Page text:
As the ferry goes on, past Double Bay, I think of Patrick White’s The Vivisector, and of its main character, Hurtle Duffield, meeting Nance Lightfoot at the seawall on Rushcutters Bay. The Vivisectoris a story of Sydney, of a world of people who are cut off from their roots and collected into Sydney – a city that doesn’t appear to nourish them, but does at least provide shelter. Hurtle is an artist, who moves from his birthplace in ‘Cox Street’, in the slums of Surry Hills, to Sunningdale in Rushcutters Bay when the Courtneys purchase and adopt him.
The geography of the city is lightly placed around the drama of Hurtle’s art, but it’s a necessary and important part of the story. As a young man, after Hurtle meets Nance Lightfoot, he lives with her in Darlinghurst or in his own apartment on George Street. After a disastrous foray into the bush (Galston Gorge?) Hurtle buys a house in Paddington, meets one of his influential bystanders, Cutbush, on the edge of the cleft in Cooper Park, Bellevue Hill, visits Boo Courtney in her house with a balustrade between it and the sea, and Hero Pavloussi in her house at Rose Bay.
The journey from Cox Street to Sunningdale, from slum boy to privileged boy, is key to Hurtle’s development, and he only seems settled when he buys his own house in ‘Flint Street’ Paddington with a yard that opens onto the Cox Street-like world of Chubb’s Lane.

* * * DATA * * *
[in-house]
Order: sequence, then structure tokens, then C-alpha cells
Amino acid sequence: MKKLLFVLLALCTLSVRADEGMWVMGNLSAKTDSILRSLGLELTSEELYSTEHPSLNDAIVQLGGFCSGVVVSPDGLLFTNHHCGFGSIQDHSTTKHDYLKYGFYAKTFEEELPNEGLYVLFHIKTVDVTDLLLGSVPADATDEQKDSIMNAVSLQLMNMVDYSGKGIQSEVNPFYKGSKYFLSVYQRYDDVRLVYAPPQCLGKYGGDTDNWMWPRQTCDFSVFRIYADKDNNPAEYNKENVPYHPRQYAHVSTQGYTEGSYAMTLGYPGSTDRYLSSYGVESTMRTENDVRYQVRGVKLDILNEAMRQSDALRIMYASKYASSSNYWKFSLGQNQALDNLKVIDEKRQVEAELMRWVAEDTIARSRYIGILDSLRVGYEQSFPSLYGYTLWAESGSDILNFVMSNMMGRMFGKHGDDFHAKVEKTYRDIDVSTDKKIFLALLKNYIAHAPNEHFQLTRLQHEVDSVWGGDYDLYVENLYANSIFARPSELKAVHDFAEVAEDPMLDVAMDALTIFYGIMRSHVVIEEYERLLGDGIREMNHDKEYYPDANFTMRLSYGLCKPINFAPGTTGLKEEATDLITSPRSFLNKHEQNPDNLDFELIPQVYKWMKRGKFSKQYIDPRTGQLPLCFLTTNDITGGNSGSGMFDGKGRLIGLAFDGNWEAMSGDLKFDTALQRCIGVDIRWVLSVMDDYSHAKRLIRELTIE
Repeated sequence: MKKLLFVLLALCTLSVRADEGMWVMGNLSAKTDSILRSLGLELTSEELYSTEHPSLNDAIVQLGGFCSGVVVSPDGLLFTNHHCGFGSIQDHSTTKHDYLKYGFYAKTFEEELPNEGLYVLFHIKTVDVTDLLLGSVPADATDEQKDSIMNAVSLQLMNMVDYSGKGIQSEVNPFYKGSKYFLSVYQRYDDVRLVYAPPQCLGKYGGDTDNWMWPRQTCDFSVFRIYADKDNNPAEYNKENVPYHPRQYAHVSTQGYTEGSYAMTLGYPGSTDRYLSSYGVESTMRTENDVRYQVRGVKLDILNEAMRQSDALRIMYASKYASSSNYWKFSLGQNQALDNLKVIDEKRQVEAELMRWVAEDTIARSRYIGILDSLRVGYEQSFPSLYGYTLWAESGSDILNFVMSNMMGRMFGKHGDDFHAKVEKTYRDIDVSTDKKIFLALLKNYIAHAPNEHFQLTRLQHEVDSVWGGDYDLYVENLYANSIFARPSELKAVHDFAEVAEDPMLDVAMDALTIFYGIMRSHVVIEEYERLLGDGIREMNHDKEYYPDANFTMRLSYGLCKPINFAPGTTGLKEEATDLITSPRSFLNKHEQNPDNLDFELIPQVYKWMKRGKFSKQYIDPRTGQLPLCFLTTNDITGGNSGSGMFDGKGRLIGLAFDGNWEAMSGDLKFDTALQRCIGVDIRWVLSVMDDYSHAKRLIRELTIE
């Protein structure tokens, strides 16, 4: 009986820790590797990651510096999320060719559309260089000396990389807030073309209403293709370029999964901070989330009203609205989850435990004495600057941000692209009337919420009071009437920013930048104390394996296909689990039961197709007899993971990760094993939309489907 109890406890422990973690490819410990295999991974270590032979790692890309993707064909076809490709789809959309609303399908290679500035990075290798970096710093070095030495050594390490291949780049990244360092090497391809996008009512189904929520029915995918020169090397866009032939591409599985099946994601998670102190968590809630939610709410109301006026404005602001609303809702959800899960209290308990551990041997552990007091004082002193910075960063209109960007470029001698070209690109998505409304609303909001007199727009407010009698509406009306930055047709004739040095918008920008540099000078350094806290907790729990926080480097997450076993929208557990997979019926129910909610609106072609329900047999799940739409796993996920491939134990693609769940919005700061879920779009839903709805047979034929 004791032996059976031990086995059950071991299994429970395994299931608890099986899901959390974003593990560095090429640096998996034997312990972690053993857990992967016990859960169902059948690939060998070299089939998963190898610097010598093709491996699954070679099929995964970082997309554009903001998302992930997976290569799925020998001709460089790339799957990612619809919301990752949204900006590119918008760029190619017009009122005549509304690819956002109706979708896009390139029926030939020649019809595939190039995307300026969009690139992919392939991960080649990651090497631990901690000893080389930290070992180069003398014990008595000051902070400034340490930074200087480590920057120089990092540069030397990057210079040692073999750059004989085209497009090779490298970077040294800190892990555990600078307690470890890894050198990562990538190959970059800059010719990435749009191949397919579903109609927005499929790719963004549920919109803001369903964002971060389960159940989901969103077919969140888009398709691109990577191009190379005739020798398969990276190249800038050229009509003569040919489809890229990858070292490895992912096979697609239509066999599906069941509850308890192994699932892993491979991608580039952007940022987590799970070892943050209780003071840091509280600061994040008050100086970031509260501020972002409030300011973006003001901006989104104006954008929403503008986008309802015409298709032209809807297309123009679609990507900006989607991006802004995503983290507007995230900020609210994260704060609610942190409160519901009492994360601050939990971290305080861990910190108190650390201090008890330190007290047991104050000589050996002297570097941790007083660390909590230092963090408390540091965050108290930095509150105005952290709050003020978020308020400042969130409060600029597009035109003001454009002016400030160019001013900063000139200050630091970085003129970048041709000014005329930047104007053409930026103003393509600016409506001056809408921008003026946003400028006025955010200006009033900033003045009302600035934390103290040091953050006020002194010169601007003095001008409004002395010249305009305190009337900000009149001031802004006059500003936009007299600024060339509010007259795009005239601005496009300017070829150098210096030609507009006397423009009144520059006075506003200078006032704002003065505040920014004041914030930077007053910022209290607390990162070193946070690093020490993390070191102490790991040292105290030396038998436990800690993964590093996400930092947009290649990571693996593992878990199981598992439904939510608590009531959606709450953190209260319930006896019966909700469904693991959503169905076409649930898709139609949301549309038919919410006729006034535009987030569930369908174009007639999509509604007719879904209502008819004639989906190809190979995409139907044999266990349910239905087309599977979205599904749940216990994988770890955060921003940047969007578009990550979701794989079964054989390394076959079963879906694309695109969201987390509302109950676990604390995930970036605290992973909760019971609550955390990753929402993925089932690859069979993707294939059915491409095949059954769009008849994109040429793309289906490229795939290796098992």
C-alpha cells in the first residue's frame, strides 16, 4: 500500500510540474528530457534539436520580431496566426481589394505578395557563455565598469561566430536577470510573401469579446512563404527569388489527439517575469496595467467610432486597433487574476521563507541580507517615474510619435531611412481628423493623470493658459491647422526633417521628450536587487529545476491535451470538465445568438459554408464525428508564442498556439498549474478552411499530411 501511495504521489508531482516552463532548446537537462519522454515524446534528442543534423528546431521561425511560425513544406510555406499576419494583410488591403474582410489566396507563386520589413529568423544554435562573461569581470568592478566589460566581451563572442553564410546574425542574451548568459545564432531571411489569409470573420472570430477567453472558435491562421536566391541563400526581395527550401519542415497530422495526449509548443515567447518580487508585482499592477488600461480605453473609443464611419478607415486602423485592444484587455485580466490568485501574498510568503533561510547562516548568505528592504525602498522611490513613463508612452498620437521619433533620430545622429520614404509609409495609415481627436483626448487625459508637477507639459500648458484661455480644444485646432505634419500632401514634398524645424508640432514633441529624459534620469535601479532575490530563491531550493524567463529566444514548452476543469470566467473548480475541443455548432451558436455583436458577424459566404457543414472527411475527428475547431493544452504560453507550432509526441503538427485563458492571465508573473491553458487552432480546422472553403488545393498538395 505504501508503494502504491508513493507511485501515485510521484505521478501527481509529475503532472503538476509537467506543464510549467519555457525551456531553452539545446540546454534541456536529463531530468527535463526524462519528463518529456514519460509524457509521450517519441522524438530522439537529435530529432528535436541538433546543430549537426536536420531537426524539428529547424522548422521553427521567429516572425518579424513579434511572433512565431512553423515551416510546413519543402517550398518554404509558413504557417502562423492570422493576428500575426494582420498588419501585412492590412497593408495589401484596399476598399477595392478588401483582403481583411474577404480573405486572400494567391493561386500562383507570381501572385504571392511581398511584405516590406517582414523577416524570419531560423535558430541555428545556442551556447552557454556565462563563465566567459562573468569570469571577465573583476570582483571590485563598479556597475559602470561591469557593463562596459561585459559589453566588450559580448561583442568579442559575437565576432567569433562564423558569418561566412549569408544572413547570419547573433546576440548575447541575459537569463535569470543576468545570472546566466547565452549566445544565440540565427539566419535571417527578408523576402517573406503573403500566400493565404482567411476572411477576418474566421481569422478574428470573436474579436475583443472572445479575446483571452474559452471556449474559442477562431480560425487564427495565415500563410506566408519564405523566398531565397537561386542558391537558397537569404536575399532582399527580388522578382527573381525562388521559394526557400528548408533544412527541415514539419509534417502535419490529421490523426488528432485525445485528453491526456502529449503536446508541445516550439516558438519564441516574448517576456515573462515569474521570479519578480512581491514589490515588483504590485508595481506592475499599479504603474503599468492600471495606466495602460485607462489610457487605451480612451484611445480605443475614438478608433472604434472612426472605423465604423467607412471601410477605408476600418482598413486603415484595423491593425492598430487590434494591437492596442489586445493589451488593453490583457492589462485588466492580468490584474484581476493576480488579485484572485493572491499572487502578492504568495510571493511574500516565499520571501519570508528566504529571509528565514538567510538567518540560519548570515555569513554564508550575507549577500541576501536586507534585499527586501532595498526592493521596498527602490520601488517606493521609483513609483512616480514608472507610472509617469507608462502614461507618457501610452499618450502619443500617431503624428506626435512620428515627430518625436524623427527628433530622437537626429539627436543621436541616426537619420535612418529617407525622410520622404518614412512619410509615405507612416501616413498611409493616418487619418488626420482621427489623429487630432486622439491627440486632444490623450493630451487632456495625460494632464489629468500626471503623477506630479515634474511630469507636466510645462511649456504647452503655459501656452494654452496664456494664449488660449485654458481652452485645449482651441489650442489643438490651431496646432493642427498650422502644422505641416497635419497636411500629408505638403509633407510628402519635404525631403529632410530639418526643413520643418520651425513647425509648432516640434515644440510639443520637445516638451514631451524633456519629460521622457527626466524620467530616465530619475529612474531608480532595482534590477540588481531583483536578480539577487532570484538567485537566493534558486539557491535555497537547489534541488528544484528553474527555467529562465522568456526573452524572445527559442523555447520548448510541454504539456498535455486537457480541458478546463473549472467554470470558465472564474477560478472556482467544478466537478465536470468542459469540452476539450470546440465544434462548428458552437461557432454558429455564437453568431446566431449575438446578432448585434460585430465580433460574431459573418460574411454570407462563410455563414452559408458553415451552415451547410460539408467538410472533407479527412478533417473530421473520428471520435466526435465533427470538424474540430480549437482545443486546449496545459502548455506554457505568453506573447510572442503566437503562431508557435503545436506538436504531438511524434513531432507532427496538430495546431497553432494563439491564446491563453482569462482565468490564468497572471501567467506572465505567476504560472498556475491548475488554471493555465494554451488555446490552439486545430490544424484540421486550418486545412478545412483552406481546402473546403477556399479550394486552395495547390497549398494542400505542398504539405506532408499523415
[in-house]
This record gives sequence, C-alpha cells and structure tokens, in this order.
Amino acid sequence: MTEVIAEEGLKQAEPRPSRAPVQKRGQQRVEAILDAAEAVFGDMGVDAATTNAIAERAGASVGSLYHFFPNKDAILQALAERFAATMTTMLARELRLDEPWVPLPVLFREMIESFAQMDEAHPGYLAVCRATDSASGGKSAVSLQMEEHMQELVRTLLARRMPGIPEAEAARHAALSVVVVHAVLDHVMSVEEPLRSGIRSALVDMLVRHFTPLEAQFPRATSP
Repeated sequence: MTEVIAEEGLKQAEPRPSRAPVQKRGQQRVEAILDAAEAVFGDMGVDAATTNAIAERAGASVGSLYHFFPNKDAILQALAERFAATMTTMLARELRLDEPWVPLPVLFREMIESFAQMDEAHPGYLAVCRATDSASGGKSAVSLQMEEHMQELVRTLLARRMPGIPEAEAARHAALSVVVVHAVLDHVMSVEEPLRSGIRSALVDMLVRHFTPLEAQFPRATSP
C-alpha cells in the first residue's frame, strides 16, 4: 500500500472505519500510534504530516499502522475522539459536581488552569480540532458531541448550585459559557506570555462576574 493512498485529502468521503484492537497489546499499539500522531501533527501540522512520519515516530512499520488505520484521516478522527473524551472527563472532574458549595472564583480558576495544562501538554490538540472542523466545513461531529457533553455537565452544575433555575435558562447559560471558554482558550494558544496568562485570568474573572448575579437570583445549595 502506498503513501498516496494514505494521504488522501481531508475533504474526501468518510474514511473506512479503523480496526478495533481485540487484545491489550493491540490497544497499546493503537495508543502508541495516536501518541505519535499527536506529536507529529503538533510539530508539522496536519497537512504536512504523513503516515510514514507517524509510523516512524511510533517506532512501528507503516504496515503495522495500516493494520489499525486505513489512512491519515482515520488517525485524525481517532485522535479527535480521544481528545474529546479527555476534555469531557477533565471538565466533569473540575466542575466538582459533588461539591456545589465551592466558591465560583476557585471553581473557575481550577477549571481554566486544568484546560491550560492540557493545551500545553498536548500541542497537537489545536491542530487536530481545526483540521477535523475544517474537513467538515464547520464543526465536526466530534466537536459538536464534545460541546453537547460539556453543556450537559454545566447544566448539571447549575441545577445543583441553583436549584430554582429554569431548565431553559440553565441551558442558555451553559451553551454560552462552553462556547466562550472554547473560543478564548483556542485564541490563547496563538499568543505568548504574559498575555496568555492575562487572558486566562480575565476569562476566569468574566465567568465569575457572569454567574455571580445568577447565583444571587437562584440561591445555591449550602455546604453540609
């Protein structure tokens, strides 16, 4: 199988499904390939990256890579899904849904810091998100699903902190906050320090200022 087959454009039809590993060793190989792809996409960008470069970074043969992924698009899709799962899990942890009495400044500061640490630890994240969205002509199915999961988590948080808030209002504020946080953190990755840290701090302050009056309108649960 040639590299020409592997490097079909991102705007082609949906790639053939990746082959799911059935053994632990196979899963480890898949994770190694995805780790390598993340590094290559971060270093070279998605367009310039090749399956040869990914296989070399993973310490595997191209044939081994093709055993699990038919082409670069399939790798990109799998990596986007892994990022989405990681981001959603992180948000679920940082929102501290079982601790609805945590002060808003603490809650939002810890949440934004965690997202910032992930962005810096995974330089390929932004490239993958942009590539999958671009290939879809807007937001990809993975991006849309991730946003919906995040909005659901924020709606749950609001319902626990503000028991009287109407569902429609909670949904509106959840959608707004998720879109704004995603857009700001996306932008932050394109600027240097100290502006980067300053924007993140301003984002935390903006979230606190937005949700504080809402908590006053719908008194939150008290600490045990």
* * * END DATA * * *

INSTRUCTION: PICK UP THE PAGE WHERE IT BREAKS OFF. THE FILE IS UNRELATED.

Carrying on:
Here the clothes-lines and corrugated iron took over; ladies called to one another over collapsing paling fences; the go-carts were parked and serviced, and dragged out on shrieking wheels. In the evening young girls hung around in clusters, sucking oranges, sharing fashion mags, and criticising one another’s hair as though they had been artists. There was a mingled smell of poor washing, sump oil, rotting vegetables, goatish male bodies, soggy female armpits, in Chubb’s Lane.[i]
Hurtle is born with the twentieth century, and White marks the passing of time with careful hints at the changing features of the city. The story of Hurtle’s grandfather, who ‘died of a seizure on the Parramatta Road’ (p11) and fell off his mule, is suitably pre-1900. Hurtle’s father takes him in the horse-drawn cart on his first day of school, and Hurtle notices the smell of the animals in the zoo in Moore Park (which closed in 1916). World War I breaks out, and Hurtle’s adoptive mother Mrs Courtney makes decorations for “the Allied Ball. She sold buttons for Little Belgium from a little tray in Martin Place; she sold flags for Serbia; she represented la Belle France on an evening of tableaux vivants in the Town Hall” (p144). The detail is as particular as Hurtle going to town where he eats “a sandwich in a tea-room, sprinkling the ham with some of the dry mustard provided by the management.” (p230)